We don't nap during our work time however, only on our break.
  10. by   TazziRN
    At my facility it's allowed as long as the work has been done and there's at least one person awake, and the nap isn't more than an hour. If Nurse Nancy is asleep and her pt needs something, she's awakened to take care of it unless someone wants to help her out.
  11. by   banditrn
    Nighttime is my work time - not my sleep time. I sleep during the day so that I don't HAVE to take naps during my work time, and I've never seen anyone that works at my current facility do it either.

    We all have plenty to do to keep us awake - and sometimes the night doesn't seem long enough.
  12. by   fultzymom
    When I worked night shift, I had aides who took naps on their lunch time et would wake each other up so they were not late back to work. As their charge nurse, I did not mind as long as their nap was not over their alloted time. One night, I tried to because I did not get a lot of sleep so I thought I would get a nap in on my break but I was so paranoid that they would not wake me up or they would forget that I could not relax et sleep.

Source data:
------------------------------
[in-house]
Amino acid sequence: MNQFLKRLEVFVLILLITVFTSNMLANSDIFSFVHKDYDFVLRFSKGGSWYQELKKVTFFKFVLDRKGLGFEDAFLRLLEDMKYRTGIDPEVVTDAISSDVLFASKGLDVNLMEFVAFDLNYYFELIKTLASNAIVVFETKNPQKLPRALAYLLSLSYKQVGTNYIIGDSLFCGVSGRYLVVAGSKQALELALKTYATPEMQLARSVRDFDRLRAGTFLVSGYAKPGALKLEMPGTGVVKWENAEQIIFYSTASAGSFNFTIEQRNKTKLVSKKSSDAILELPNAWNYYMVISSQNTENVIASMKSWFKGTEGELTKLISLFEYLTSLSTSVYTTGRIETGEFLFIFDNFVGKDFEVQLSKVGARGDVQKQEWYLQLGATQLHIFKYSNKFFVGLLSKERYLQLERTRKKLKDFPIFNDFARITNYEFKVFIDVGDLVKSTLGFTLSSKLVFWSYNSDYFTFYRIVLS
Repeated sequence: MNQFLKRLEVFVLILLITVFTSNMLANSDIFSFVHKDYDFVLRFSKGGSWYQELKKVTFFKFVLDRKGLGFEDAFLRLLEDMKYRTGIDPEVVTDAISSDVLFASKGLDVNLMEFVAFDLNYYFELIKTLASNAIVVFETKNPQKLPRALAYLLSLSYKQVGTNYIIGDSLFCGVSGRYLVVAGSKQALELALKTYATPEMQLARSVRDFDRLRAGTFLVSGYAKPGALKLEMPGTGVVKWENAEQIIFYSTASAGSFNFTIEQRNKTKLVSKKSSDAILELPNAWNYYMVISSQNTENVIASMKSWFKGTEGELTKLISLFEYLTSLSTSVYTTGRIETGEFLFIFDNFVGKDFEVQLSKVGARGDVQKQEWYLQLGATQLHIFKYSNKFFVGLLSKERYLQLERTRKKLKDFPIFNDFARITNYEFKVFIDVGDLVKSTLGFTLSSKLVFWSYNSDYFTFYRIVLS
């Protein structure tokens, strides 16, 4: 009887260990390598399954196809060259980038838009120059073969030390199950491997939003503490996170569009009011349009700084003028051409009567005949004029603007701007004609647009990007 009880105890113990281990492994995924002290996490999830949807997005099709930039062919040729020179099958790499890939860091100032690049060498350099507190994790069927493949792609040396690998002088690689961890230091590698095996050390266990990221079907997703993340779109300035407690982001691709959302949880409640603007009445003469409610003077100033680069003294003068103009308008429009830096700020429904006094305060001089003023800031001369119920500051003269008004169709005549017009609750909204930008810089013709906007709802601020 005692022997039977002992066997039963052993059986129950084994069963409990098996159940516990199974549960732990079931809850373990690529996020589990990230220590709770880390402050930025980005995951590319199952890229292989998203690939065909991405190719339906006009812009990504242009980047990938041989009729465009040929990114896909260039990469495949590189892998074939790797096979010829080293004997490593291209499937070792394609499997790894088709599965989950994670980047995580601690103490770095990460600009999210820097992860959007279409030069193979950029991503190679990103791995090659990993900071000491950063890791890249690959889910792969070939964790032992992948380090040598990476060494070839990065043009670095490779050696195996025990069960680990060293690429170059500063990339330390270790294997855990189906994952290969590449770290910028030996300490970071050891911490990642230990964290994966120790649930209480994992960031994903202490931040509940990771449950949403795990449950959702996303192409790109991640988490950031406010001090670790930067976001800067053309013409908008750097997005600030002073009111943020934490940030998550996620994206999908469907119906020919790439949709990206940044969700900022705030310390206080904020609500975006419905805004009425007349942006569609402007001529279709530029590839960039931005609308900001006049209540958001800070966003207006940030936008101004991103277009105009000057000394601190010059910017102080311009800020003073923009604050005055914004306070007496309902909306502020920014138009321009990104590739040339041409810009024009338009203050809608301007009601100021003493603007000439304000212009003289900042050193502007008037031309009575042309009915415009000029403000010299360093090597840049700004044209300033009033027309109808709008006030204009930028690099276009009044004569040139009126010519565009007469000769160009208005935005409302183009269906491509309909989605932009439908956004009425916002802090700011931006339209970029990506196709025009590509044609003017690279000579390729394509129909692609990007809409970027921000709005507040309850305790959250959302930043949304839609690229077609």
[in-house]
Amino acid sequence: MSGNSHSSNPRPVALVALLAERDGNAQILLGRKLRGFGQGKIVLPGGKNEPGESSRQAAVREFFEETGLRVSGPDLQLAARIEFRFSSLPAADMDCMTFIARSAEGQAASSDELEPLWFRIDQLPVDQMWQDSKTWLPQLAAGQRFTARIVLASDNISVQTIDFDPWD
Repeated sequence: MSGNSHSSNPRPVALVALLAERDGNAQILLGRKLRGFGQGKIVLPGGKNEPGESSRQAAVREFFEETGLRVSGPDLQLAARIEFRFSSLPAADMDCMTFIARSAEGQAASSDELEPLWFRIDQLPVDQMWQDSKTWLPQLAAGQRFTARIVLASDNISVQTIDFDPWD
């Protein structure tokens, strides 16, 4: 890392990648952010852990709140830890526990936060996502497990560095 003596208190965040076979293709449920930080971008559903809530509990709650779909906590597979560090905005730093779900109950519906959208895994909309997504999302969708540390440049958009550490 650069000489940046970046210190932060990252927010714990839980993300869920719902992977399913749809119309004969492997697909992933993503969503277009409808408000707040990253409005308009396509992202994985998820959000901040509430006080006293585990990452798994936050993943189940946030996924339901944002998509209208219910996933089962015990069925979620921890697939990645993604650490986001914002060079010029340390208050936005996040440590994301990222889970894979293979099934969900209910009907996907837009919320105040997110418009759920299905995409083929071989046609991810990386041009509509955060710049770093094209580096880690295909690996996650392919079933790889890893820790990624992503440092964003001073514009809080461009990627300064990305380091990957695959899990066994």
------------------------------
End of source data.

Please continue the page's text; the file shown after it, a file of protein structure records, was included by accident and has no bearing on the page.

13. by   Lightning Bug RN
    Wow,
    Tell me where you guys work so I can sign up! On my floor starting at 2300 we start the night running and we don't stop until we walk out the door, usually at 0800! None of us has time for a break, with call lights ablaze at all times, people attempting to get OOB by themselves, CP, SOB, PAIN, you blink your eyes and it's time to tape report. Then day shift comes in with three times the amount of staff, sitting on there behinds chit chatting until 0745 before they even start listening to report, Oh boy, I love my job!!
  14. by   AfloydRN
    In the ICU I used to work @ the charge RN's were actually the ones asleep. They never took patients , so I guess they felt they could. It was reported several times. Noone ever did anything about it. Which is one of the many reasons I am glad I left.